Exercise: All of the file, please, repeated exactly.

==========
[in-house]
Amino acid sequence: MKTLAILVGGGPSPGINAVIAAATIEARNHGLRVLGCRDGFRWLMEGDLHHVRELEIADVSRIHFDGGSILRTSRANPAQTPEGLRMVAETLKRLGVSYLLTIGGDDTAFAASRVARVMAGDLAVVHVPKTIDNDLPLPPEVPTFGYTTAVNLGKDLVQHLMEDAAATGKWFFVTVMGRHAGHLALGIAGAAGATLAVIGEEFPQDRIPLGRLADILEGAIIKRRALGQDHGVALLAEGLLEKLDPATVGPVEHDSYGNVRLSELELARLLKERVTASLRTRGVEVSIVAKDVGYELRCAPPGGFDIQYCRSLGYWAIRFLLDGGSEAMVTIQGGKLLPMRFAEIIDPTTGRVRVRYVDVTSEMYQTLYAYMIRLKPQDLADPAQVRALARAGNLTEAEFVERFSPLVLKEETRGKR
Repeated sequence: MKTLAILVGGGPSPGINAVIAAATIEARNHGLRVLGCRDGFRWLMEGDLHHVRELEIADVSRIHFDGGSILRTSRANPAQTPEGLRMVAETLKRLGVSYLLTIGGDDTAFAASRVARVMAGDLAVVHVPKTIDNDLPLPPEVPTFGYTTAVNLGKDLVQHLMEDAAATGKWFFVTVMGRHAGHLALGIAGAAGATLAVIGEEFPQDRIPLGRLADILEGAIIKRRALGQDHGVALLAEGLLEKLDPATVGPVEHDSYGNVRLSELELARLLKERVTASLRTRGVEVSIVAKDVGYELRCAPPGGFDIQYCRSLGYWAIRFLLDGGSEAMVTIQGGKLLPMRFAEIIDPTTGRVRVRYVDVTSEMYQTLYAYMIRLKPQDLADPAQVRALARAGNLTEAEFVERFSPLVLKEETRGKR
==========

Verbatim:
[in-house]
Amino acid sequence: MKTLAILVGGGPSPGINAVIAAATIEARNHGLRVLGCRDGFRWLMEGDLHHVRELEIADVSRIHFDGGSILRTSRANPAQTPEGLRMVAETLKRLGVSYLLTIGGDDTAFAASRVARVMAGDLAVVHVPKTIDNDLPLPPEVPTFGYTTAVNLGKDLVQHLMEDAAATGKWFFVTVMGRHAGHLALGIAGAAGATLAVIGEEFPQDRIPLGRLADILEGAIIKRRALGQDHGVALLAEGLLEKLDPATVGPVEHDSYGNVRLSELELARLLKERVTASLRTRGVEVSIVAKDVGYELRCAPPGGFDIQYCRSLGYWAIRFLLDGGSEAMVTIQGGKLLPMRFAEIIDPTTGRVRVRYVDVTSEMYQTLYAYMIRLKPQDLADPAQVRALARAGNLTEAEFVERFSPLVLKEETRGKR
Repeated sequence: MKTLAILVGGGPSPGINAVIAAATIEARNHGLRVLGCRDGFRWLMEGDLHHVRELEIADVSRIHFDGGSILRTSRANPAQTPEGLRMVAETLKRLGVSYLLTIGGDDTAFAASRVARVMAGDLAVVHVPKTIDNDLPLPPEVPTFGYTTAVNLGKDLVQHLMEDAAATGKWFFVTVMGRHAGHLALGIAGAAGATLAVIGEEFPQDRIPLGRLADILEGAIIKRRALGQDHGVALLAEGLLEKLDPATVGPVEHDSYGNVRLSELELARLLKERVTASLRTRGVEVSIVAKDVGYELRCAPPGGFDIQYCRSLGYWAIRFLLDGGSEAMVTIQGGKLLPMRFAEIIDPTTGRVRVRYVDVTSEMYQTLYAYMIRLKPQDLADPAQVRALARAGNLTEAEFVERFSPLVLKEETRGKR